Released in 2013, The Croods is a 3D computer animated film set in a fictional prehistoric era. It features the voices of Nicholas Cage, Emma Stone, Ryan Reynolds, Catherine Keener, Cloris Leachman and Clark Duke. Produced by DreamWorks Animation, it’s directed and written by Kirk DeMicco (Racing Stripes, Space Chimps) and Chris Sanders (Lilo and Stitch, How To Train Your Dragon)
The Croods are a family of cavemen who spend all their time either fighting for survival or holed up in a cave. All their neighbours fell prey to some predator or equally unfortunate incident, leaving them the sole survivors. The family consists of Dad, Mom, their three kids and Dad’s mother in law. Dad is the natural leader, a superstitious, overprotective man who’s obsessed with his family’s safety. Everything new and different, curiosity and fun are BAD and result in death. On the other hand you have the eldest daughter Eep, who’s desperate to explore, experience new things, and live as opposed to existing. The Croods’ lives are turned upside down when their cave is destroyed due to massive natural changes (Pangaea splitting into different continents). Here enters a new character in their life, Guy, an intelligent but lonely nomad who’s a little ahead on the evolutionary scale in terms of brain power; and his pet sloth cum pants holder Belt, who has a flair for the dramatic. The rest of the movie is about this motley group’s search for a new safe haven and the experiences of life along the way.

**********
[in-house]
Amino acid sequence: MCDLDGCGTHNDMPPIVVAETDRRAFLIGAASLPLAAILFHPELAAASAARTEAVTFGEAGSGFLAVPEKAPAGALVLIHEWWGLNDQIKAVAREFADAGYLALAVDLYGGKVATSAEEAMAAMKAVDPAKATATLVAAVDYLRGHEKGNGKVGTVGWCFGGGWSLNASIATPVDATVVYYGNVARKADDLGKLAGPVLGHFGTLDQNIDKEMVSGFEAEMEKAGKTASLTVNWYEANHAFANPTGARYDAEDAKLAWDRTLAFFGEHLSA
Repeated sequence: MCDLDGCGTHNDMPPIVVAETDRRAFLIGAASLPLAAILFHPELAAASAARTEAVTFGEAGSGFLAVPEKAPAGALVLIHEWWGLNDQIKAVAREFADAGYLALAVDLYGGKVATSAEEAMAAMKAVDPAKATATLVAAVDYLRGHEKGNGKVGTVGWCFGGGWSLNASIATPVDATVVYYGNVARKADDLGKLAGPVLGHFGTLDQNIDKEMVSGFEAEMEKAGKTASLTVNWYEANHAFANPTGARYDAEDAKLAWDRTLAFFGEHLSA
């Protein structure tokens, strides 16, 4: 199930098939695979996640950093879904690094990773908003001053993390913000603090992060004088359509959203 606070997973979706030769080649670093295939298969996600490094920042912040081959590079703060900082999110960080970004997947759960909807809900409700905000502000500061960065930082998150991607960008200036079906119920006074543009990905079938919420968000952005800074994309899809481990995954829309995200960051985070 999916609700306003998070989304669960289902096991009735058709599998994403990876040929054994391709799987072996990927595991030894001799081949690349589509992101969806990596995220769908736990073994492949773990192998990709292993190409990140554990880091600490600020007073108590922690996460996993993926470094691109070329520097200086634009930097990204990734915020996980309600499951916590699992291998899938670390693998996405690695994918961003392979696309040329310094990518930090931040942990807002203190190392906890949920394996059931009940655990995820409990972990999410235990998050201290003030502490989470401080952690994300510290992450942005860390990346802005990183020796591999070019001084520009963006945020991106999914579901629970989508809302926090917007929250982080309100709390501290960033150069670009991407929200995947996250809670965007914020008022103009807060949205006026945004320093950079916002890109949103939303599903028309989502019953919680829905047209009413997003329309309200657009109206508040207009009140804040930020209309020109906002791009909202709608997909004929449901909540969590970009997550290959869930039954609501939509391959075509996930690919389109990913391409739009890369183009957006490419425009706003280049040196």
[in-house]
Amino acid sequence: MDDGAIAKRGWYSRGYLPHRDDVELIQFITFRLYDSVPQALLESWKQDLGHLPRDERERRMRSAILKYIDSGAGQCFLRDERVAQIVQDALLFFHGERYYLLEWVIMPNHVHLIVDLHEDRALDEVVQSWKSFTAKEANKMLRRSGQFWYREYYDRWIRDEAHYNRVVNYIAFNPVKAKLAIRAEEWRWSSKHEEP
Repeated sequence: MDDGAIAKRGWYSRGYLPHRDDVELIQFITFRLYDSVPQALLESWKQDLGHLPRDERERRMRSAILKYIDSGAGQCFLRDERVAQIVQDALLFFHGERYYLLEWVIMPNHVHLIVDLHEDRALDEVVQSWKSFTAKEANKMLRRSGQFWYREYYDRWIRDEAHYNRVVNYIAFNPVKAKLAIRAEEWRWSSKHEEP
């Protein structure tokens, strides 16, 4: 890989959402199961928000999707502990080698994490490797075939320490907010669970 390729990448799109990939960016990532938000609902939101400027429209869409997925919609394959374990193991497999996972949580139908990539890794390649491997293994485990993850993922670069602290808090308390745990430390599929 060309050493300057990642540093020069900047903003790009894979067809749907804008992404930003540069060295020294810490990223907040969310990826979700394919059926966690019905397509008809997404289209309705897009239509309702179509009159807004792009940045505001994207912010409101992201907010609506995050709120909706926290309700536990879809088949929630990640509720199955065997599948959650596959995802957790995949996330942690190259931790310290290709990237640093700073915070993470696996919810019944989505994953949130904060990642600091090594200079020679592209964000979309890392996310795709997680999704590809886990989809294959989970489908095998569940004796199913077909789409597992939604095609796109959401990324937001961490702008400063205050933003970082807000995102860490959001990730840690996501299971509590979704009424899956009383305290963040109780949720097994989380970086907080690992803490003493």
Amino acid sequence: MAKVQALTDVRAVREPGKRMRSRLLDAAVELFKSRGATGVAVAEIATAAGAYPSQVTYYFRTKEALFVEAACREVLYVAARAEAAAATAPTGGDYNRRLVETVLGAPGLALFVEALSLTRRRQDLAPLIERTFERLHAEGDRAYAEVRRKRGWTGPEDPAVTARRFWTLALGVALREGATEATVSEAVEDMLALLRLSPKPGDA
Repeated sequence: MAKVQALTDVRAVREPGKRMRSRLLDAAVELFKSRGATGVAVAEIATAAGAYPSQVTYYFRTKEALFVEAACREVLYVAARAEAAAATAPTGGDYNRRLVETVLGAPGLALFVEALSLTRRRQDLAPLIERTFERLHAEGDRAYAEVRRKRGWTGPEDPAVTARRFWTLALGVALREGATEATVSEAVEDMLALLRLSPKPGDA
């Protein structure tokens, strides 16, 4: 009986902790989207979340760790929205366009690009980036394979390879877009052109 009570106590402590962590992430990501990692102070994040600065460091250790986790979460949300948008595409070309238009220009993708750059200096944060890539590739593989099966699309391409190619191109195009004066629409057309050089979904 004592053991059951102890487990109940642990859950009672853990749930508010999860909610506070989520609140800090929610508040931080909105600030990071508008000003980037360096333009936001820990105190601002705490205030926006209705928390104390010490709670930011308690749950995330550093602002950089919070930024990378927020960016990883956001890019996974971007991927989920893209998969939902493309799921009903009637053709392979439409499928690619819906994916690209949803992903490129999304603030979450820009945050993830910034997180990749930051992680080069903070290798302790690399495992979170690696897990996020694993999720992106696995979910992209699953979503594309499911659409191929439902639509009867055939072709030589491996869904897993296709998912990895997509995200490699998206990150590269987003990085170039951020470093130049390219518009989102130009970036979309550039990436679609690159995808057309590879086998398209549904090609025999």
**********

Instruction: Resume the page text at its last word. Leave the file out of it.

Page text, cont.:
Visually the movie is stunning. There are a new range of animals in this historic world, an imaginative mix of present day species. The action sequences are wonderful, especially the hunting scene at the very beginning is fantastic.
Story wise the movie is weak and a mash up of other animated films, with average dialogues. Not the most remarkable work from DreamWorks. The humour is slapstick which eventually becomes boring and annoying. The movie is filled with stereotypes and clichés, like the Father/Protective Parent and the rebellious daughter angle. It also underperforms in the emotional department. Though the creatures are imaginative, some were ill conceived and discomforting.
The movie has three good points: the first being the animation. The second is the well captured struggle and discovery of new things – the father’s wariness, Eep’s fascination and everyone’s uncertainty. Thirdly, the scene of Eep’s discovery of fire, and the way she tries to understand it is portrayed beautifully.
Eep’s infatuation with Guy, though predictable, was not respectable, since initially she proved to be a strong, independent girl who wanted to learn new things and explore the world she lives in, instead of living in fear, in a cave, for days at a time. That part was pushed to the side-lines as she turned into an obsessed, teenage fan to the rock star like Guy.
The beginning of the movie is good, the ending is ridiculous and stupid. It’s a film only kids can enjoy; adults would, at the most, find it amusing. If not for the ending, I would’ve given it three gems.